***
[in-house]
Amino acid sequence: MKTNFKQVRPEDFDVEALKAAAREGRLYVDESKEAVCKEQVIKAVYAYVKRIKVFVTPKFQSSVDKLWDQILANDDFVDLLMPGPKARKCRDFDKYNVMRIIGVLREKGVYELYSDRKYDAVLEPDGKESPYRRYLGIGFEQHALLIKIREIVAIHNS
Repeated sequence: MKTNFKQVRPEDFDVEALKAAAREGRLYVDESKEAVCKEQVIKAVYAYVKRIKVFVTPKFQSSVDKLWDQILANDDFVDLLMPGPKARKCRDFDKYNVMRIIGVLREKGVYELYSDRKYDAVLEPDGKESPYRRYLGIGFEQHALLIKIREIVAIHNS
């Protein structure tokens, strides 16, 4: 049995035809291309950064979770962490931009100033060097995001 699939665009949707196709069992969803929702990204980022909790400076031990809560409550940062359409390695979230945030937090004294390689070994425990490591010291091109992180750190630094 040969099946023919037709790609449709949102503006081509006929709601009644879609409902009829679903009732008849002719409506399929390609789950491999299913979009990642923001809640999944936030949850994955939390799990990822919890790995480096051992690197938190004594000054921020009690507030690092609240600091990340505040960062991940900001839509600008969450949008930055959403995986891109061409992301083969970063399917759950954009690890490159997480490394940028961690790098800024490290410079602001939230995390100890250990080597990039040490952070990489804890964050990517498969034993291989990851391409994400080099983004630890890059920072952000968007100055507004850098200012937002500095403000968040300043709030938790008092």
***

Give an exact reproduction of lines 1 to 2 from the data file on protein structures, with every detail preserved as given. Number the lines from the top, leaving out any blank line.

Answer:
[in-house]
Amino acid sequence: MKTNFKQVRPEDFDVEALKAAAREGRLYVDESKEAVCKEQVIKAVYAYVKRIKVFVTPKFQSSVDKLWDQILANDDFVDLLMPGPKARKCRDFDKYNVMRIIGVLREKGVYELYSDRKYDAVLEPDGKESPYRRYLGIGFEQHALLIKIREIVAIHNS